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> My pet peeve with most books about tech writing (as
> well as those about other writing genres) is the
> discussion of grammar, punctuation, capitalization,
> etc. -- basic concepts that should be understood and
> mastered before beginning a career in technical
> writing. I may be wrong, but I recall these topics
> were even covered in graduate-level TW courses; it's
> hard to believe that someone pursuing a master's
> degree needs to learn about subject-verb agreement or
> using the active voice.
I disagree to some extent, and here's why:
While it is now becoming more common for students to study technical
writing as a profession in college, the reality is that the majority of
working tech writers are people who came into tech writing from another
line of work.
This field is rife with career-changers from all walks of life, some of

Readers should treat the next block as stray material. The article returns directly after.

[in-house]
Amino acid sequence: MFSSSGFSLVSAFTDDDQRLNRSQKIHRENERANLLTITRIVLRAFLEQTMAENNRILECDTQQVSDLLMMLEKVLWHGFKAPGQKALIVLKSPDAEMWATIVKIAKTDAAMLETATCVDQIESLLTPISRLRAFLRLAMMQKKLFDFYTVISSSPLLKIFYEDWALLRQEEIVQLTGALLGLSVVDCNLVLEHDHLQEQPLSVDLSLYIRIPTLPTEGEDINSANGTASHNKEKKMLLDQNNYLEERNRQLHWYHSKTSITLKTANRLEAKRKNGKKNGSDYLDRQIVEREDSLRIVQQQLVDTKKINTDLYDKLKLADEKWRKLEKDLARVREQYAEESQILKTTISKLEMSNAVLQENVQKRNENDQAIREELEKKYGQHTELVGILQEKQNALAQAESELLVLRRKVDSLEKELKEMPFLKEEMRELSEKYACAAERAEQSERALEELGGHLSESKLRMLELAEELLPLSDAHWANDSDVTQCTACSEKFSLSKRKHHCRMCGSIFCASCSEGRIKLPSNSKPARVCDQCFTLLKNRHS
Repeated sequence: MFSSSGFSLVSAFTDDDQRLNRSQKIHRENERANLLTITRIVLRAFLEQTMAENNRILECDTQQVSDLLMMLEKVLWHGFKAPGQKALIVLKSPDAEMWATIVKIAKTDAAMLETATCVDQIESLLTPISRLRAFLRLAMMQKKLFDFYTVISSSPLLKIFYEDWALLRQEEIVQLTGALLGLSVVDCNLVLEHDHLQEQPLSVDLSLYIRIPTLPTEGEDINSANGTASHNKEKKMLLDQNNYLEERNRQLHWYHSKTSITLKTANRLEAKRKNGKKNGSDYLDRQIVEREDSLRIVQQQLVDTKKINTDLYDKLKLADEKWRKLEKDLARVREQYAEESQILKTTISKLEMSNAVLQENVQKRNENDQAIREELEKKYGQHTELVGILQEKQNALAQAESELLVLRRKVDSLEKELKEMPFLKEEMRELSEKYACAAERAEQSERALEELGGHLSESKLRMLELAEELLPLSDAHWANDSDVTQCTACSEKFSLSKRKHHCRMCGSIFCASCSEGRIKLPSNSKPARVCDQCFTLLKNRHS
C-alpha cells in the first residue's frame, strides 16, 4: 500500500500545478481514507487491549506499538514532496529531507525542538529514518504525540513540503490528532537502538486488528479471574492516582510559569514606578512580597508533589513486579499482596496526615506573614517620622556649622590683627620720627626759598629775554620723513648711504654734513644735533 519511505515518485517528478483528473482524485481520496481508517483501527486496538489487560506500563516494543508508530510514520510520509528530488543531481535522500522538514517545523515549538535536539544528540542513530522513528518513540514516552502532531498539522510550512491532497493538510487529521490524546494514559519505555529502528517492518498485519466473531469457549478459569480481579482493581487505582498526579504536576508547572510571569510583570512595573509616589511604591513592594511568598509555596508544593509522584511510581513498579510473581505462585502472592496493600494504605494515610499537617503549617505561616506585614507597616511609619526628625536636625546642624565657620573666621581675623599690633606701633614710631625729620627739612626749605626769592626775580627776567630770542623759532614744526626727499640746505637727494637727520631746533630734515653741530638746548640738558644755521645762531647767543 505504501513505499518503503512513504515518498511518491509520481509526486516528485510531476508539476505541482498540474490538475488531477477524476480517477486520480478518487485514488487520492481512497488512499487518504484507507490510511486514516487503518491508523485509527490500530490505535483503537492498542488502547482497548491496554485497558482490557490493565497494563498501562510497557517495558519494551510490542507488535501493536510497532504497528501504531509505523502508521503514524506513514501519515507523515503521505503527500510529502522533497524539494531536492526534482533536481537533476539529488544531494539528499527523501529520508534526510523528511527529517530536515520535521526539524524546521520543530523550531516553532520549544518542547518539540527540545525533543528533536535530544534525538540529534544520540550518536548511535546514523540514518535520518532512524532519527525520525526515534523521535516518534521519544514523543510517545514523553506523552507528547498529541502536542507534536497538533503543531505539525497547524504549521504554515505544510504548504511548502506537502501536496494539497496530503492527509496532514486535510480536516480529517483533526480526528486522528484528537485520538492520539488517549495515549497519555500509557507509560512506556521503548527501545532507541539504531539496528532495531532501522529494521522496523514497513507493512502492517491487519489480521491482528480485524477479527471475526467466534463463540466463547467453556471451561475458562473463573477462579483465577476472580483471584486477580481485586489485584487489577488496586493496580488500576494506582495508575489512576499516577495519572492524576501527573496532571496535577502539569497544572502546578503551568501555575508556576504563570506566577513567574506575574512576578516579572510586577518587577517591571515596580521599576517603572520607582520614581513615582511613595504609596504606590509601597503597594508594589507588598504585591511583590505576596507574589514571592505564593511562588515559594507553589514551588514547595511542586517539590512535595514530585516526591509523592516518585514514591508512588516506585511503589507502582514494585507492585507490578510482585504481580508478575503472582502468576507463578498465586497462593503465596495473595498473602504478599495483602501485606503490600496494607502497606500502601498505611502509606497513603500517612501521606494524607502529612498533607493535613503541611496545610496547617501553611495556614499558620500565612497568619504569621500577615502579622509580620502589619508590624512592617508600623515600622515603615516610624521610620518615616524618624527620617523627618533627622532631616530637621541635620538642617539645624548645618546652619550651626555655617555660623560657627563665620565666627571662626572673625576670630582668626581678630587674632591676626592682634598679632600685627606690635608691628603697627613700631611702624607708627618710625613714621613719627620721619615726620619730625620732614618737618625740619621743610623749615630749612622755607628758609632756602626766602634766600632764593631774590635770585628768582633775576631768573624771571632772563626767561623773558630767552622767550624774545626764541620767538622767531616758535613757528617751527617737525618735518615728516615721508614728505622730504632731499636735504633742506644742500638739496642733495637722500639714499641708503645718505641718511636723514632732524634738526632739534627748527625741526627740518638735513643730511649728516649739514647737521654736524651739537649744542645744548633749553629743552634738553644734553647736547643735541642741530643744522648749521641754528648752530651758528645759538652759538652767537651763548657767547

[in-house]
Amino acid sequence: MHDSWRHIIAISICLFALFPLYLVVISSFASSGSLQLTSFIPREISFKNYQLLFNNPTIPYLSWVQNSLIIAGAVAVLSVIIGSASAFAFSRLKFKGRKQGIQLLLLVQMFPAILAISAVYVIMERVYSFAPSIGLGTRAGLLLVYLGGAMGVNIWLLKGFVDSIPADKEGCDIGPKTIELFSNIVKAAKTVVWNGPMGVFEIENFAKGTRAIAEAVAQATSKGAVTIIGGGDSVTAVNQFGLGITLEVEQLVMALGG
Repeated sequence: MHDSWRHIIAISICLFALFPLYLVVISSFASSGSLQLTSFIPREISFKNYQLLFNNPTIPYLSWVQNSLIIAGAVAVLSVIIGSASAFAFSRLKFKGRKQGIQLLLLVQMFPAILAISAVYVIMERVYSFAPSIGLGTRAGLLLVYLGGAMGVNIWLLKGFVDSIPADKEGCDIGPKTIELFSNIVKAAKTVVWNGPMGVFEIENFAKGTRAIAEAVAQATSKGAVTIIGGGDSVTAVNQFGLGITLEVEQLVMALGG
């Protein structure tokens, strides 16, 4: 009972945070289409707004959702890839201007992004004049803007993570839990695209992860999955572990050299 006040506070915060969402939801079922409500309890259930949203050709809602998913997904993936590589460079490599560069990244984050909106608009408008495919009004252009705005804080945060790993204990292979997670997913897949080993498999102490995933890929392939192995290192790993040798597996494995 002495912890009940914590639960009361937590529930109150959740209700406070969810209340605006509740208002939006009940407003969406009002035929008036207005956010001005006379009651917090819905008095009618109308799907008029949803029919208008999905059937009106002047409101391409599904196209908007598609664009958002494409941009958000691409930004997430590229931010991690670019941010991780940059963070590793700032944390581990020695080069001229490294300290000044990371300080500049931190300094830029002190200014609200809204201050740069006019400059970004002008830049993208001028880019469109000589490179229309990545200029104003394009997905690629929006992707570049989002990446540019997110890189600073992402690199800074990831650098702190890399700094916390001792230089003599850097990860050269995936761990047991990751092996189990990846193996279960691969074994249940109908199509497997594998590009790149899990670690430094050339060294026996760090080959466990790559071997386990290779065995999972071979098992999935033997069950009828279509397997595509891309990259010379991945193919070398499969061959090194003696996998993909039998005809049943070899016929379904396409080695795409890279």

whom may have never had formal training in writing, or for whom MANY years
may have passed since they last had such training. We've had numerous
polls and surveys on this list, revealing that we've got everything from
army field medics to rock drummers among our ranks. So there's no harm in
some reference information being contained in these books - I think we can
all use some reminders and guidance occasionally.
I know I've always found it useful to have a shelf full of reference books
handy, to remind me of rules of style, usage, grammar, etc. I subscribe to
the Henry Ford school of thought that I don't have to KNOW everything, I
just need to be able to FIND the information I need when I need it.
If I already know something that's covered in one of these books, I ignore
that section. But it's nice to know it's there, just in case I have a
a rebel with a (subordinate) clause
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